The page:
(6) MARTIAN CARAVANSARY. Slate has
posted an interview with Robert Zubrin, Founder and president of the Mars
Society and author of The Case for Space: “What Will Life On Mars be Like?”
Slate: How do you envision settling Mars will begin, and what will the early settlements look like?
Robert Zubrin: I think it will begin with an exploration, and then the establishment of a permanent Mars base to support exploration. Whoever is sponsoring this base, whether it’s the U.S. government, an international consortium of governments, or private groups, it’s going to be tremendously to their benefit to have people stay extra rotations on Mars because the biggest expense is transporting people back and forth. If it costs $100 million to send someone to Mars and back—and that’s a low estimate—it would be a no-brainer to offer someone $5 million to stay there an extra two years. So, I think you’ll start to see people staying extra rotations on Mars, just like there are some people who spend an extra rotation on trips to Antarctica. And then, relationships will form. And people will have children. And you will see the beginning of an actual settlement, a base.
(7) AUREALIS AWARDS. The 2019 Aurealis Awards are now
The Aurealis Awards, Australia’s premier awards for speculative fiction, are for works created by an Australian citizen or permanent resident, and published for the first time between 1 January 2019 and 31 December 2019.
Full guidelines and FAQ can be found on the Aurealis Awards website:
A federal appeals court’s opinion on Lindie Banks v. Northern Trust Corp. is — as one would expect from a case charging breaches of fiduciary duties — full of references to assets, investments and irrevocable trusts. Naturally, the Night King from Game of Thrones also makes a showing.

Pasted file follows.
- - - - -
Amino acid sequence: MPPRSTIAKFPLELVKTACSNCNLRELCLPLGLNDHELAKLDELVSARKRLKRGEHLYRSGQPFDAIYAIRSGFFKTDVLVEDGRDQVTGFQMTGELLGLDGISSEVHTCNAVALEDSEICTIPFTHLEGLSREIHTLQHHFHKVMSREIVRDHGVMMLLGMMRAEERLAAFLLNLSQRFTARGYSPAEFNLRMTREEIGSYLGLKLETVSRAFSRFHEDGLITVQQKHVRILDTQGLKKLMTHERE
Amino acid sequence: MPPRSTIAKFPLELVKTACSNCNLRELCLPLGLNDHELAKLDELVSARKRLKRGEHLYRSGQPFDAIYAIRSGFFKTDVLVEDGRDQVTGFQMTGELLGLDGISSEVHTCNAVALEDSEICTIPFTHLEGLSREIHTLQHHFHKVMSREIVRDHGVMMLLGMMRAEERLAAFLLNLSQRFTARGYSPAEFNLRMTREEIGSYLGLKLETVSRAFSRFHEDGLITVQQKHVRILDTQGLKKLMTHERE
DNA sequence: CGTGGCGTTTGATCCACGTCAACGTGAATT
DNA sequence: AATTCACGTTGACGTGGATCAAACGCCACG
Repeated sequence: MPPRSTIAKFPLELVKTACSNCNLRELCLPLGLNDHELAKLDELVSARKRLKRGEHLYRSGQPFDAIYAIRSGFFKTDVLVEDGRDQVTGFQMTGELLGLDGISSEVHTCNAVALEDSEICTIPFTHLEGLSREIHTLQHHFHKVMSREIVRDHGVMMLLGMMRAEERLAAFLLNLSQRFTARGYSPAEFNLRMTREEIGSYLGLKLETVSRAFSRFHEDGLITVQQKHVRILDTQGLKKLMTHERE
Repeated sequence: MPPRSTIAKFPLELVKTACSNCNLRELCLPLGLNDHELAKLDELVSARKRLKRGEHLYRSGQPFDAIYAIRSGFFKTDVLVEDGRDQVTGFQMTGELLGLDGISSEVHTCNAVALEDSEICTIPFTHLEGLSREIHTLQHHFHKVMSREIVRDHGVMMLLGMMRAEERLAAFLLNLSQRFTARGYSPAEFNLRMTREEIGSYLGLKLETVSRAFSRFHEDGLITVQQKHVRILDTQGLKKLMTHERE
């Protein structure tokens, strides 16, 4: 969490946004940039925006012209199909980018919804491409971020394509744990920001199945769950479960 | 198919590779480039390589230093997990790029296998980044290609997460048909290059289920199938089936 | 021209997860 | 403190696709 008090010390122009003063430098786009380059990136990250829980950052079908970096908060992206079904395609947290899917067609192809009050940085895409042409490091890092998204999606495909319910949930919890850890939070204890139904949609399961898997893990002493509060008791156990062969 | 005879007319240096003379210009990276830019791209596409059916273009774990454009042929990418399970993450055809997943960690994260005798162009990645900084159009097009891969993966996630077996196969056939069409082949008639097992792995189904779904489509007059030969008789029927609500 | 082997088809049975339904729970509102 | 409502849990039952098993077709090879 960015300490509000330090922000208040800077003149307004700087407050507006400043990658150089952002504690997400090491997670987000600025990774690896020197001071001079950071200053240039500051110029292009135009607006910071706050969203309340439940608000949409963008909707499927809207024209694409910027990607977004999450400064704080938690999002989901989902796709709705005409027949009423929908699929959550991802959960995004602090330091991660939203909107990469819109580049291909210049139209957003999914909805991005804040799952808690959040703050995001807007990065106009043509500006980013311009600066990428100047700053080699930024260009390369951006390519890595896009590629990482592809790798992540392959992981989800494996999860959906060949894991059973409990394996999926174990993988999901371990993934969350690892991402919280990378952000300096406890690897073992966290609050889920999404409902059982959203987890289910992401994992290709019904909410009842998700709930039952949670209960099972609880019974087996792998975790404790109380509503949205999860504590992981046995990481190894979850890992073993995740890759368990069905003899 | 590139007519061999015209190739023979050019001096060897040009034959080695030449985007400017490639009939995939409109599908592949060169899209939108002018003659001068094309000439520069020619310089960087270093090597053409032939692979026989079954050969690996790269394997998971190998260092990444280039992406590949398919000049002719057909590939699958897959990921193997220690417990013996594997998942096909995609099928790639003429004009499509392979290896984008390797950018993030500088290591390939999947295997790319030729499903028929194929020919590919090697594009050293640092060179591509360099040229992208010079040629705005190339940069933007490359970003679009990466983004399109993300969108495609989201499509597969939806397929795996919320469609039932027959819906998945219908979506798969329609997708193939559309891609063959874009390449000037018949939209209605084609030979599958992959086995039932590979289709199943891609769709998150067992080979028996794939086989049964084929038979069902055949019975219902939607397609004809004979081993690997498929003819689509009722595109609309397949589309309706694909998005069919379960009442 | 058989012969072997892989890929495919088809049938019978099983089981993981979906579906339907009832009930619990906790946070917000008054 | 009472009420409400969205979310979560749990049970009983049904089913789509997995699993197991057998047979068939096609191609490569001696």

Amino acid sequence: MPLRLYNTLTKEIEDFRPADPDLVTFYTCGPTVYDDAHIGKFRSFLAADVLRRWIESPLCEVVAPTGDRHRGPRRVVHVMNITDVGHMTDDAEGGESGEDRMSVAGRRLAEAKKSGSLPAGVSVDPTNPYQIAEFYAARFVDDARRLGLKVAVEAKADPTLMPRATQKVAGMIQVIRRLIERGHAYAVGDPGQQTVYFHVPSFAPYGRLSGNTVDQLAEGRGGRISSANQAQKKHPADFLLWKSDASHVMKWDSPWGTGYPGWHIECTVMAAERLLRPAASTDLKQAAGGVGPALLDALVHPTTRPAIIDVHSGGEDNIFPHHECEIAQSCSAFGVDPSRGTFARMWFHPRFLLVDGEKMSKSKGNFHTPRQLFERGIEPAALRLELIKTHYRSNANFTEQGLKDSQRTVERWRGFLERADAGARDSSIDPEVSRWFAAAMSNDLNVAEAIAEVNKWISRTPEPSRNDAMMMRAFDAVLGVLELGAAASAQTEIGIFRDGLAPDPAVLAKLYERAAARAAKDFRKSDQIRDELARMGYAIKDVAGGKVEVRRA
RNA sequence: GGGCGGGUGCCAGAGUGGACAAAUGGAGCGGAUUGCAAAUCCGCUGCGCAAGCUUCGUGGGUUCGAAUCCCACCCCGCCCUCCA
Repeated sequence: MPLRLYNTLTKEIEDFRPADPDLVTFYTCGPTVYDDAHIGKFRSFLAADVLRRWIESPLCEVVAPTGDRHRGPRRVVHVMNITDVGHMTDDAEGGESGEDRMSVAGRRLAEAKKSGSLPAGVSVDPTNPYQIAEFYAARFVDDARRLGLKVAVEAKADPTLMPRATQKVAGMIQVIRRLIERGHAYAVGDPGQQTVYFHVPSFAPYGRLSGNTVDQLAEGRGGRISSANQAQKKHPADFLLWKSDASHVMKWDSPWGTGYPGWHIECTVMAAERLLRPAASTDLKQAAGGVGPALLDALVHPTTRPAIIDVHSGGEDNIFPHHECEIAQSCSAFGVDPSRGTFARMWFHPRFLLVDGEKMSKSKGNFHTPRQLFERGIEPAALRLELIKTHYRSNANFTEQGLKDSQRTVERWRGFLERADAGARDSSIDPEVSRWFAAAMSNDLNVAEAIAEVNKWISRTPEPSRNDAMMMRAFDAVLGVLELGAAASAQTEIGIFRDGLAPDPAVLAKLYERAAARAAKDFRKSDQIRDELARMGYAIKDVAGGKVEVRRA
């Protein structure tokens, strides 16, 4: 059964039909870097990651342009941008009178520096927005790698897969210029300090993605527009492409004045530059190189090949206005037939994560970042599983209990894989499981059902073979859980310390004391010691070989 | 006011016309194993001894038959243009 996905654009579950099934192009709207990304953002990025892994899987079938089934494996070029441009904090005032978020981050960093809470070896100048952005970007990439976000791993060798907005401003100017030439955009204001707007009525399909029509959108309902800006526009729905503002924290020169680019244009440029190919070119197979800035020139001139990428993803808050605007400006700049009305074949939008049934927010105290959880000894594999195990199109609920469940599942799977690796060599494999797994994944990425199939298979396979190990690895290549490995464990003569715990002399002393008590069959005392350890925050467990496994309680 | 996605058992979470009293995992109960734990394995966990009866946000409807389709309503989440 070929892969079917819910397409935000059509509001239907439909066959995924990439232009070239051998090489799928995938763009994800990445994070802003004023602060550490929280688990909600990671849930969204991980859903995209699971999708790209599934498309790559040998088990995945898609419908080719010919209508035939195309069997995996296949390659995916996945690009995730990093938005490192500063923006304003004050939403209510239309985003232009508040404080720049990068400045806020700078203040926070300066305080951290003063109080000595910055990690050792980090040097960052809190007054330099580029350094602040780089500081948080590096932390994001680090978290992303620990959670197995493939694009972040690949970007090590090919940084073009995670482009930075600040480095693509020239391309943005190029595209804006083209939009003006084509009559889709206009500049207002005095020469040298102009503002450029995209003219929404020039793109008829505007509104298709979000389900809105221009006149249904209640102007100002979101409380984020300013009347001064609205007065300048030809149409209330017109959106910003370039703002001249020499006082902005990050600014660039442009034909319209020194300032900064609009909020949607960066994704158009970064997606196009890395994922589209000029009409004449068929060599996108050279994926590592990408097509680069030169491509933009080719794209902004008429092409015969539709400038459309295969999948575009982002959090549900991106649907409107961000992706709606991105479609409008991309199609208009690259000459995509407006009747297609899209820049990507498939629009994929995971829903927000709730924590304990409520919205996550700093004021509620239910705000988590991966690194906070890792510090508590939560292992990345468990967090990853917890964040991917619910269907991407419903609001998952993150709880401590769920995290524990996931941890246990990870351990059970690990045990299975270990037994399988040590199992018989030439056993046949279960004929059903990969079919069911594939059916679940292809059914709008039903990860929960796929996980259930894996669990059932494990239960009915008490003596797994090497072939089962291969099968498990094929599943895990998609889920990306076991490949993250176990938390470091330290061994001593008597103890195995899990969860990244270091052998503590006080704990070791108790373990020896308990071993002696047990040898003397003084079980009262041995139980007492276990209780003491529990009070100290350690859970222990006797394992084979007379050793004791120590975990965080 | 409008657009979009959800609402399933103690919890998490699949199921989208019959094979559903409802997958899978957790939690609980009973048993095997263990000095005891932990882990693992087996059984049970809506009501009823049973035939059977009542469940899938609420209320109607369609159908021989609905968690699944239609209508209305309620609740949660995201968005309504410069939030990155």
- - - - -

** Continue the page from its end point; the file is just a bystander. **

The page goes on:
In the opinion filed July 5, Judge John B. Owens writes that the US Court of Appeals for the 9th Circuit won’t discard a prior legal precedent “the way that Game of Thrones rendered the entire Night King storyline meaningless in its final season.”
Rip Torn, an Emmy Award-winning actor who starred in “Men in Black” and HBO’s “The Larry Sanders Show,” has died, according to his publicist Rick Miramontez. He was 88.
Torn died Tuesday at his home in Lakeville, Connecticut with his family by his side, Miramontez said.
The actor had a seven-decade career in film, television and theater, with nearly 200 credits to his name.
(10) TODAY’S BIRTHDAYS.
[Compiled by Cat Eldridge.]
Born July 10, 1903 — John Wyndham. His best-known works include The Day of the Triffids and The Midwich Cuckoos, both written in the Fifties. The latter novel was filmed twice as Village of the Damned. Both iBooks and Kindle have an impressive selection of his novels though little of his short fiction is available alas. (Died 1969.)
Born July 10, 1923 — Earl Hamner Jr. Though much better known for writing and producing The Waltons, he wrote eight scripts for the Twilight Zone including “Black Leather Jackets” in which an alien falls in love with a human girl and “The Hunt” where raccoon hunters enter the Twilight Zone. He also wrote the script of the Hanna-Barbera production of Charlotte’s Web. (Died 2016.)
Born July 10, 1929 — George Clayton Johnson. He’s best known for co-writing with William F. Nolan the Logan’s Run novel, the source for the Logan’s Run film. He was also known for his scripts for the Twilight Zone including “A Game of Pool”, “Kick the Can”, “Nothing in the Dark”, and “A Penny for Your Thoughts”, and the first telecast episode of the original Star Trek, “The Man Trap”. (Died 2015.)